Definitions

Heart. 2000 Mar;83(3):361-6.
N Engl J Med. 2005 Jun 16;352(24):2524-33.

Lilly, Pathophysiology of Heart Disease, 2007.

Ischemic heart disease: a condition in which imbalance between myocardial oxygen supply and demand,  most often caused by atherosclerosis of the coronary arteries, results in myocardial hypoxia and accumulation of waste metabolites. 

Acute coronary syndromes (ACS): life-threatening conditions that encompass a continuum ranging from unstable angina (UA) pectoris to the development of a large acute myocardial infarction (MI), a condition of irreversible myocardial necrosis.

Mechanisms of ischemia

Myocardial ischemia is a consequence of reduced blood flow in coronary arteries, due to a combination of fixed vessel narrowing and abnormal vascular tone as a result of atherosclerosis and endothelial dysfunction. This leads to an imbalance between myocardial oxygen supply and demand. 

Fixed vessel narrowing

Several factors affect the hemodynamic significance of a stenotic lesion:

  • Length of the lesion and more importantly the degree of vessel narrowing that it causes
    • i.e. the more a stenosis narrows the lumen diameter, the higher the resistance to flow
  • Amount of compensatory vasodilatation that smaller, distal resistance vessels (which are less susceptible to flow-limiting plaques) are able to achieve
    • Distal coronary vessels can act as a reserve by adjusting their vasomotor tone in response to metabolic needs
  • Myocardial oxygen demand
    • At rest – full dilatation of the resistance vessels may be sufficient to compensate for a narrowed diameter and provide adequate blood flow to meet oxygen requirements
    • During exercise – when oxygen demand increases from the elevated heart rate and force of contraction, coronary reserve may not be enough to compensate if a proximal stenosis is sufficiently severe, and distal ischemia ensues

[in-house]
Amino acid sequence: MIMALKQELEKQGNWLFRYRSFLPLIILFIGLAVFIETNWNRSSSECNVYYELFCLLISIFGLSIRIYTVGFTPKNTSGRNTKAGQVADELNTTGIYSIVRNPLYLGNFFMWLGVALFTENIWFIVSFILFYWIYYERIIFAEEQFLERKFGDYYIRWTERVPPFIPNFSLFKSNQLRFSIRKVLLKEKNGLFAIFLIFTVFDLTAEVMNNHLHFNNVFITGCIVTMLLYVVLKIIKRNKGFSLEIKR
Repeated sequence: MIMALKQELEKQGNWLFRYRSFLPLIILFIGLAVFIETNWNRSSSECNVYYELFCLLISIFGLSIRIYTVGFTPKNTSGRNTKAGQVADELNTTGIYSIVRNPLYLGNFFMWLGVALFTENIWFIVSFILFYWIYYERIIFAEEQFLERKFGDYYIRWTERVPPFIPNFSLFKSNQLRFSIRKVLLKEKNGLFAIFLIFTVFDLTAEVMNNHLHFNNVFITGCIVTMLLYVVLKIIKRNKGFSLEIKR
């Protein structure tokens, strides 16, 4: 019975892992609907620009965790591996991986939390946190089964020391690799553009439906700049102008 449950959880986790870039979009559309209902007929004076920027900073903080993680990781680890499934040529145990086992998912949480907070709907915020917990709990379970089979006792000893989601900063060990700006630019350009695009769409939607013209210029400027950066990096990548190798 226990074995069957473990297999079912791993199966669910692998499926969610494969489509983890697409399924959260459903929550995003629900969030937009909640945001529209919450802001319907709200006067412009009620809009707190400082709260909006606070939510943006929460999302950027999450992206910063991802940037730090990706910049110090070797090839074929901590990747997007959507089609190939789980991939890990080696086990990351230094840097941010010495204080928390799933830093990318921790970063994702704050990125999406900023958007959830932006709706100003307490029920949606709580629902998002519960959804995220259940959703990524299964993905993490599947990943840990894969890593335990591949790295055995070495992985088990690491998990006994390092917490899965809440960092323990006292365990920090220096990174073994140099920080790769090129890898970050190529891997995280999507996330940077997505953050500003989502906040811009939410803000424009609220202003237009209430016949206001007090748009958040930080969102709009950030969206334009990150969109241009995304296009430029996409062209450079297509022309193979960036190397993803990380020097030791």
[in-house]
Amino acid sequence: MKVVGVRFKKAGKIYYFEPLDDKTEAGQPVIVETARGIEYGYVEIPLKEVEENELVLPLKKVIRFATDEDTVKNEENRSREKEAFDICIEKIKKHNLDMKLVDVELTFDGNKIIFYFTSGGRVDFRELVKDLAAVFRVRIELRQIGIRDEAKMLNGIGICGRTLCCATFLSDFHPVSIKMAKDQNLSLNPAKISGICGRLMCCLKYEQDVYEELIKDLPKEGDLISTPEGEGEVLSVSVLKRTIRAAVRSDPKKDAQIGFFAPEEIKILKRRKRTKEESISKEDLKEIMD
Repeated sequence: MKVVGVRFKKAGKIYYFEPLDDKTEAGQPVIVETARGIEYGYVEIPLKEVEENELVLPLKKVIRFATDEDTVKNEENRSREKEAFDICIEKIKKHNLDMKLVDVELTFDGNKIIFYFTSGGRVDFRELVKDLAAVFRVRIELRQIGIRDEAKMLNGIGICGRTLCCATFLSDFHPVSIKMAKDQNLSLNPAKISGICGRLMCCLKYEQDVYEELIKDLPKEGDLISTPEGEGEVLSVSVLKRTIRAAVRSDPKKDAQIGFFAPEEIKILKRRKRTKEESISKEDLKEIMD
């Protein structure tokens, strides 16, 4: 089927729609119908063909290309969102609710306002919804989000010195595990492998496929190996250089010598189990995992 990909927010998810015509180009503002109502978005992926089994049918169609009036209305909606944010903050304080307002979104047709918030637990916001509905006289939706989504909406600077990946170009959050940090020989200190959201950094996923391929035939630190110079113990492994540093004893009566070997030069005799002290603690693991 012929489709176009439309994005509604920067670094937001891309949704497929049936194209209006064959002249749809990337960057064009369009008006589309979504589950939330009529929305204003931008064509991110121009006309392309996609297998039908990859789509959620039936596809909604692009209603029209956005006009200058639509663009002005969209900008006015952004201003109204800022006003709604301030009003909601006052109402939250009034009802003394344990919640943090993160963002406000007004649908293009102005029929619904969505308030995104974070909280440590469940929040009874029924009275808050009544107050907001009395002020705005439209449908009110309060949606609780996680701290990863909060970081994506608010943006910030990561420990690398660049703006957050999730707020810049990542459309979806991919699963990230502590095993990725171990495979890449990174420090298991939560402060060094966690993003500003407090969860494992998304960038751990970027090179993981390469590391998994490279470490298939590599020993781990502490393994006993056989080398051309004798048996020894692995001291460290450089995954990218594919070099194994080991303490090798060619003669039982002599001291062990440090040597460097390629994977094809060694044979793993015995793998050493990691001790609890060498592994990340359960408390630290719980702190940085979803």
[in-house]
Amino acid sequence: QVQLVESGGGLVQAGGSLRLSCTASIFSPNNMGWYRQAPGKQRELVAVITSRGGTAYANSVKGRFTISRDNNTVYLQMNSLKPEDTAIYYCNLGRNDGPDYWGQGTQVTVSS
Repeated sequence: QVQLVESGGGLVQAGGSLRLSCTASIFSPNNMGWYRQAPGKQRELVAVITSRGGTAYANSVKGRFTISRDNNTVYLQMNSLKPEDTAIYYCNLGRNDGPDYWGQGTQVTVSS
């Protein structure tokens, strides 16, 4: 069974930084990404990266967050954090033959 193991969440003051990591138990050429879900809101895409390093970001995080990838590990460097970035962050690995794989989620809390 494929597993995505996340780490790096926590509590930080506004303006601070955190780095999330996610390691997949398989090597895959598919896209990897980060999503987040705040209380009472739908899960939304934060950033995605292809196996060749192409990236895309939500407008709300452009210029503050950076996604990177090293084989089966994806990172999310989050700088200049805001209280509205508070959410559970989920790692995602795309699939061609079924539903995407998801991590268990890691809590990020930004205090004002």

Endothelial dysfunction

In normal endothelium, the balance of vasoactive mediators favours vasodilatation and a net antithrombotic effect.  In atherosclerotic arteries, however, endothelial dysfunction contributes to myocardial ischemia in the following ways:

  • Inappropriate vasoconstriction of coronary arteries
    • Impaired release of endothelial vasodilators (e.g. NO, prostacyclins) such that the constrictor effect of catecholamines on arterial smooth muscle during stress and exercise cannot be outweighed
      • Resultant decrease in coronary blood flow contributes to ischemia
    • In the context of plaque rupture and thrombus formation, dysfunctional endothelium is unable to release NO in response to platelet products (serotonin, ADP)
      • Vasoconstricting actions of platelet products thus predominate, and flow through the arterial lumen is further compromised
  • Loss of normal antithrombotic properties
    • Endothelial vasodilators such as NO and prostacyclins also have an antithrombotic effect which is greatly reduced when their release is impaired

Non-atherosclerotic causes of ischemia

The following conditions also result in an imbalance between myocardial oxygen supply and demand and can lead to ischemia: